The Last CosmologyPhotographs by Kikuji Kawada. MACK, 2015.

A frog squashed into tarmac points to the cycle of creation and destruction (and our part in hastening the destructive segment of that cycle). This world is an ever-moving ball of confusion and to emphasise the point we see Kawada’s astronomical pictures of a long-exposed spinning starscape and the multiple phases of an eclipsing moon.

Life in the air, life in the sea, life on earth, the northern lights, and forked lighting mix with more clouds and foliage growing over an abandoned building and hay wrapped in harvest cladding. The skyscapes are matched with swirls of erupting mud, a close-up of the moon with one of the sun, sunspots clear to see.


The Last CosmologyPhotographs by Kikuji Kawada. MACK, 2015.

Our insignificance is noted again and again, the fragile nature of our existence and that of the world on which we depend is felt through the vein like tendrils of a tree reaching into the sun-scorched sky. And the tenuousness of our life on the very surface, and only the very surface comes through pictures that show the immensity of the night sky rising above the peaks of buildings, the portent of Haley’s Comet streaking overhead.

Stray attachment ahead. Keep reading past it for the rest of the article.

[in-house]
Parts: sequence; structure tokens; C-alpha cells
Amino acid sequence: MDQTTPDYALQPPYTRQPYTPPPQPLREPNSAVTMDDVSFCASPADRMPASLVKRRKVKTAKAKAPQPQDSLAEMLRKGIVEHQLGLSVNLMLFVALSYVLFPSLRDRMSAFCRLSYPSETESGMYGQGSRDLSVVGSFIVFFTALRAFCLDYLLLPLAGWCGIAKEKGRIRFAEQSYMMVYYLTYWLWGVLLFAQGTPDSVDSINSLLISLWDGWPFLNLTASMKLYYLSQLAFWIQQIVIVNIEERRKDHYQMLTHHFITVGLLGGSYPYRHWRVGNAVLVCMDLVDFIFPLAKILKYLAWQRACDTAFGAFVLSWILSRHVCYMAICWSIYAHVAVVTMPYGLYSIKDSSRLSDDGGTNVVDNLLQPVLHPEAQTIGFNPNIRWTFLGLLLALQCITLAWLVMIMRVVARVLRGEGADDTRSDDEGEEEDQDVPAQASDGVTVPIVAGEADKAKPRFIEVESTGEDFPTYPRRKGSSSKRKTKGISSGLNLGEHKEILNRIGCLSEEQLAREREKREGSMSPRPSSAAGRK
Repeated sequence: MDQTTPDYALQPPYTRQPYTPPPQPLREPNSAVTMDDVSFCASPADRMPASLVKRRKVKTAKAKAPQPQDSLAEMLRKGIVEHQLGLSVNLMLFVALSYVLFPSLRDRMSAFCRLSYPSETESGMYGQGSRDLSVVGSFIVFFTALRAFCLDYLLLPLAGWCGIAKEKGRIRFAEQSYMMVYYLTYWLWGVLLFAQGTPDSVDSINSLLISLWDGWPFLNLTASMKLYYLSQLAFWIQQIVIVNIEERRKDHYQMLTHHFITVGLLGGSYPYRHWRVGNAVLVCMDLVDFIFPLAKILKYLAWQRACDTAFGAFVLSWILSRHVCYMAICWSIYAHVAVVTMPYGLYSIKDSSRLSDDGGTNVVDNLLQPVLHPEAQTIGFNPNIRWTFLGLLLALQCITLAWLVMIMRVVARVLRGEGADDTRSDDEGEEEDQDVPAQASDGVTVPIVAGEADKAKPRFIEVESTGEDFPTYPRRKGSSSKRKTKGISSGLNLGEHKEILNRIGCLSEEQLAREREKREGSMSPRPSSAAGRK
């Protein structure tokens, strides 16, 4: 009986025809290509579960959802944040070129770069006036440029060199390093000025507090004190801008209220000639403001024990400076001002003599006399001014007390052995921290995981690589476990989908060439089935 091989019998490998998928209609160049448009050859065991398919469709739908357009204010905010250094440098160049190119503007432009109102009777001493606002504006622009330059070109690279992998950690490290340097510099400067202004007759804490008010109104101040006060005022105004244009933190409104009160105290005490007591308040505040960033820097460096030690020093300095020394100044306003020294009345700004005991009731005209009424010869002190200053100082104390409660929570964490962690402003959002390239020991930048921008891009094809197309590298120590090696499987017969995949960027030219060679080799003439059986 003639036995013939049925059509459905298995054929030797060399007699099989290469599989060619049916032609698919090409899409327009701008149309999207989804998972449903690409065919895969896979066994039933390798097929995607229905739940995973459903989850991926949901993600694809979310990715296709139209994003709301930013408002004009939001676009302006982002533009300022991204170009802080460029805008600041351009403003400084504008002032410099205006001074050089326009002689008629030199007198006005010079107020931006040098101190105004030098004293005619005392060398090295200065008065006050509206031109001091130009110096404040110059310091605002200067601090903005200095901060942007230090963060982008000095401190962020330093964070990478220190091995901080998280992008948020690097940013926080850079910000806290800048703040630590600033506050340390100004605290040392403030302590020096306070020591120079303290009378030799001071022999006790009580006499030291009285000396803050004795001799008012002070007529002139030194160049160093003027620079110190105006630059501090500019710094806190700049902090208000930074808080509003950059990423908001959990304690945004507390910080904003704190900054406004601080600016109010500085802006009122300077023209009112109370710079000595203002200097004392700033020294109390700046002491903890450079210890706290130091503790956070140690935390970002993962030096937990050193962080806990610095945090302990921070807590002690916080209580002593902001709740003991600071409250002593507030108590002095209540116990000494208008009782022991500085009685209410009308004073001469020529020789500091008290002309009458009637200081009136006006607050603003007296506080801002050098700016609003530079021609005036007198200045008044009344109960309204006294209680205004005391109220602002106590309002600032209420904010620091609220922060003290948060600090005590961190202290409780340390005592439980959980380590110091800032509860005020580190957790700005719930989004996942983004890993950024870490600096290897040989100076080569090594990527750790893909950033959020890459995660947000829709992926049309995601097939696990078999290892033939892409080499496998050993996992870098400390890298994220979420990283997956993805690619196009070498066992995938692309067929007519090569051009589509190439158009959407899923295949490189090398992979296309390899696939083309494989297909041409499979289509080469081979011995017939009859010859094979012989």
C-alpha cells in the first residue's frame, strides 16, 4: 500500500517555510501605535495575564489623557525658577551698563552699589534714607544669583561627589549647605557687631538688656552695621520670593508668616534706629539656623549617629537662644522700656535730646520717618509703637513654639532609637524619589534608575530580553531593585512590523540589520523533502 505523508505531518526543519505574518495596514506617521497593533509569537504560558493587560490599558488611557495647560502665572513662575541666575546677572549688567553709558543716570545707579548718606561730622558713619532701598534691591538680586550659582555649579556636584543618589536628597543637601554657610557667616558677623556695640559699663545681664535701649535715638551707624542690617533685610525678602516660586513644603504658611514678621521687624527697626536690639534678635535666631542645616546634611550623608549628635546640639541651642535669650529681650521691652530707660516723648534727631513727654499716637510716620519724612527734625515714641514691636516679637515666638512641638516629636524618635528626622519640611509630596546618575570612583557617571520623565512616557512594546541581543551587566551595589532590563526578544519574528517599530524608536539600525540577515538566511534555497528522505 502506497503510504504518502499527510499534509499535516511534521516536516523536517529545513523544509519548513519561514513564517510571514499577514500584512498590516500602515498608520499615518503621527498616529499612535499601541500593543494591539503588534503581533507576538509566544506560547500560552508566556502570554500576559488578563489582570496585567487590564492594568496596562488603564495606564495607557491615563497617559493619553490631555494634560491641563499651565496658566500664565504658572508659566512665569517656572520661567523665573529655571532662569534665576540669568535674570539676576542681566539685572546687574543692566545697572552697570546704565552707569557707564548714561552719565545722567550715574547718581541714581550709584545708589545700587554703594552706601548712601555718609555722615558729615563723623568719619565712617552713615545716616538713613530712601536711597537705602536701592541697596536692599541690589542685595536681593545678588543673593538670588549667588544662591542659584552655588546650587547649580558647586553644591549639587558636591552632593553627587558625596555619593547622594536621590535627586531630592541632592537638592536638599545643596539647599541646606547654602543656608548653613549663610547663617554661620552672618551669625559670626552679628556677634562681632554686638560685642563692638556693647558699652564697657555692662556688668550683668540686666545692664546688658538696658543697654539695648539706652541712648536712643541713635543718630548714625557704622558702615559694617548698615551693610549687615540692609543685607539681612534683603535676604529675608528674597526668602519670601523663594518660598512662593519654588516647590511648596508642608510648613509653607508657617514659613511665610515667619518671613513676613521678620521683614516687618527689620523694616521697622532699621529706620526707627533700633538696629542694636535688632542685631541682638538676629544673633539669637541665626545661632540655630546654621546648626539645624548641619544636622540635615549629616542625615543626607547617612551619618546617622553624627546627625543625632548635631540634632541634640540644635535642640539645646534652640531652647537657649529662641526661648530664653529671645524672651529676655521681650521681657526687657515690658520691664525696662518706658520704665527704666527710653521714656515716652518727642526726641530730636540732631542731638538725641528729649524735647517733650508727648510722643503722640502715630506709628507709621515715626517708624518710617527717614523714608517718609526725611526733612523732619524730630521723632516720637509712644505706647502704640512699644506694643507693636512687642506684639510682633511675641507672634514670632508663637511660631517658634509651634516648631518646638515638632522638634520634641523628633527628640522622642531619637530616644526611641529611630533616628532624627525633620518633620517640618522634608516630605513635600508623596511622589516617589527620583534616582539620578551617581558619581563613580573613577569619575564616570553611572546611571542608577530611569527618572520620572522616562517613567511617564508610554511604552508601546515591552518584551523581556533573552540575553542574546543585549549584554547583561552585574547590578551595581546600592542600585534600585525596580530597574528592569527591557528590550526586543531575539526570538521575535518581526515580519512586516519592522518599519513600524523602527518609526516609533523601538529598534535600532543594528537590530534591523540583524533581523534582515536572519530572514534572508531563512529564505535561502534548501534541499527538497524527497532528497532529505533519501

And it’s a bad portent, one of death, destruction and crows (or ravens?) on rooftops with an aerial in the sky. But not to worry because life will start again and maybe this time it will be better, a real Eden, a world where we understand the sun and the sea and the stars and the life around us and we learn to live with it and enjoy it.—COLIN PANTALL

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COLIN PANTALL is a UK-based writer and photographer. He is a contributing writer for the British Journal of Photography and a Senior Lecturer in Photography at the University of Wales, Newport. http://colinpantall.blogspot.com